Good darkroom practice necessitates that photographic solutions (developer, stop bath, fixing bath and wash) be maintained at the manufacturer's recommended temperatures. It is recommended that all solutions be kept at the same temperature including the water for the stop bath and wash. Differences in temperature can cause the film emulsion to wrinkle and break-up. Also, if a developer solution is too cool, then one or more of the chemicals may become partially inactive or slow acting. If the developer is too warm, then one or more of the chemicals will become too active. The established method of bringing the developer solutions to the correct temperature is to place them in a water bath wherein the water is at the correct temperature. The temperature of the water can be adjusted by mixing hot and cold tap water with the use of a thermometer. More sophisticated water baths are available which have a heating element immersed therein with an electronic temperature control.

It is common practice today to develop photographic film in a daylight processing drum into which the exposed photographic film is loaded prior to processing. The drums are designed so that solutions may be poured into and out of them without light entering the interior of the drum. The developing chemicals are poured into the drum and the drum is rotated to bathe the film in the developing chemicals. During the time of processing which may be only several minutes, the temperature of the solutions in the drum tends to change. It is desirable to be able to maintain the temperature of the drum and its contents substantially uniform by rotating the drum through a constant temperature bath.


Briefly according to this invention, there is provided an apparatus for use in the development of photographic film. The apparatus comprises a tank or tray for holding water at a selected temperature. Preferably the tank comprises a shallow tray and along one edge thereof a deeper well. Typically the tray will be about three and one-half inches deep and the well will be about six inches deep. A first axle with at least two wheels thereon having equal diameter is journaled across the tank near one edge. A gear or sprocket is fixed to the first axle so that it may be driven by a motor mounted to the side of the tank. A second and movable axle with at least two wheels thereon of equal diameter is positionable in a plurality of journaling positions such that the first and second axles may be spaced at a plurality of distances from each other and parallel to each other. The second axle is an idler, that is, it is not directly motor driven. Where the tank has multiple depths, (i.e., a tray portion and a deeper well portion) the axles are arranged above the tray portion.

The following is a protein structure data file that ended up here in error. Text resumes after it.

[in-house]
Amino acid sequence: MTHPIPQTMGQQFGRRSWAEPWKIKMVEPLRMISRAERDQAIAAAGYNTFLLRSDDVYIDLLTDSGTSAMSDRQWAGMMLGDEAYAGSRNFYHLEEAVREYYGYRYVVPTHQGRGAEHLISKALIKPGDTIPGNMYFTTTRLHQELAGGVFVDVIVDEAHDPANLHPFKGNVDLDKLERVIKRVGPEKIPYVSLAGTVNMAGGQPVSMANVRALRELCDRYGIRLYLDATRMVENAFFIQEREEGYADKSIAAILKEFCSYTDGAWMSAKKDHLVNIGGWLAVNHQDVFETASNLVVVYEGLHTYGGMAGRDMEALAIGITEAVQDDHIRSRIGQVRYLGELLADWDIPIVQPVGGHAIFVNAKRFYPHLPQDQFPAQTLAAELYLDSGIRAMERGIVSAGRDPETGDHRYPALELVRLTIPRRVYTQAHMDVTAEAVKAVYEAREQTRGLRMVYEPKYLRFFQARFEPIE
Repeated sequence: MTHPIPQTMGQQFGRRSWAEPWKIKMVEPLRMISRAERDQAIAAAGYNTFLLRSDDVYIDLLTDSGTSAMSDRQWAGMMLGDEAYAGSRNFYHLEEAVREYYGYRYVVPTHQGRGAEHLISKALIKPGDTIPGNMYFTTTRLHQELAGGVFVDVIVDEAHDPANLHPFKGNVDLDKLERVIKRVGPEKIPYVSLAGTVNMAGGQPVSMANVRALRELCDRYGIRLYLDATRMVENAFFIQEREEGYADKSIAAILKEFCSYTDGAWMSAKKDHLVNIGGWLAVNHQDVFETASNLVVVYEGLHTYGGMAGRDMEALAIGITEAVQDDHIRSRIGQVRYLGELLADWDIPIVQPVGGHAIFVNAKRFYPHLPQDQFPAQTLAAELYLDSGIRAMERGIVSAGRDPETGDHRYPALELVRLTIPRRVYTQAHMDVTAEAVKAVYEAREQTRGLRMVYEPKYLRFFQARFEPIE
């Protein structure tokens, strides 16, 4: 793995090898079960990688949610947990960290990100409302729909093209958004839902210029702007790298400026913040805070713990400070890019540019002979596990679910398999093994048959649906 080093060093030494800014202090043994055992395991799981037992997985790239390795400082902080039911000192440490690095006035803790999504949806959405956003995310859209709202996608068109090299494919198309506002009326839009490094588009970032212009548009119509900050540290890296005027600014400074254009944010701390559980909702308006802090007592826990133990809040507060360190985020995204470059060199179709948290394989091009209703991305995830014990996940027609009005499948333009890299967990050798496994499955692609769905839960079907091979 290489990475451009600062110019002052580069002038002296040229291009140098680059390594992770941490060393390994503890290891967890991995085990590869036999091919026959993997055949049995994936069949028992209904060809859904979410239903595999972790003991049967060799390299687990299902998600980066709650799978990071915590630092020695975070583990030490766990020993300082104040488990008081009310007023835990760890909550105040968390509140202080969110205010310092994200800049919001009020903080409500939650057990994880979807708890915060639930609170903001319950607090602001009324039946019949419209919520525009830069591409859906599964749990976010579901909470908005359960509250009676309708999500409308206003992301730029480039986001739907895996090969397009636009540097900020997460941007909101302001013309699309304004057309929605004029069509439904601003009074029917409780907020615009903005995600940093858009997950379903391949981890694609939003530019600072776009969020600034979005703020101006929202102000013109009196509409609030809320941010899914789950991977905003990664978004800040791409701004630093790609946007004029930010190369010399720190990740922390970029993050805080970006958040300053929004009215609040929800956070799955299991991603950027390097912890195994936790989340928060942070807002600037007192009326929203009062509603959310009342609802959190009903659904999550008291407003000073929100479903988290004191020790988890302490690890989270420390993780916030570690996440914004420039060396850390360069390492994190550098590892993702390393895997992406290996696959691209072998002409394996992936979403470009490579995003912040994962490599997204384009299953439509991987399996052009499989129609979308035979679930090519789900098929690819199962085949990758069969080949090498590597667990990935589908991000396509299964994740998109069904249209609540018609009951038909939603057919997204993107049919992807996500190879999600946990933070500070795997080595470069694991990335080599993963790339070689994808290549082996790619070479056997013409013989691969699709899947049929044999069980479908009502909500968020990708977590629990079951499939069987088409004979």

Preferably the wheels on all axles are of equal diameter and are comprised of a resilient material such as hard rubber. Preferably the wheels snugly engage the axle passing through a hole at the center thereof but can be moved along the axle just by hand pressure. By selecting the optimum spacing between axles and adjusting the wheels along the axles the wheels may be adapted to receive a process drum of almost any configuration now available with the lowermost portion of the drum arranged to be rotated through the bath. In other words, at least a portion of the lowermost part of the drum is submerged in the bath. According to the preferred embodiment of this invention, a cover is provided over the deeper well portion of the tank with provisions to secure containers for developing solutions in the well surrounded by the bath. In yet another preferred embodiment, there is an overflow pipe positioned in the well portion of the tank which may be turned out of a threaded drain port. It is a further preferred embodiment according to this invention that the electrical power to the motor for driving the driven axle is controlled by a dimmer switch, for example of the rheostat type. In another preferred embodiment of this invention, a circulation pump draws the bath water from the well, adjusts the temperature thereof if need be, and forces it back into the bath between the axles.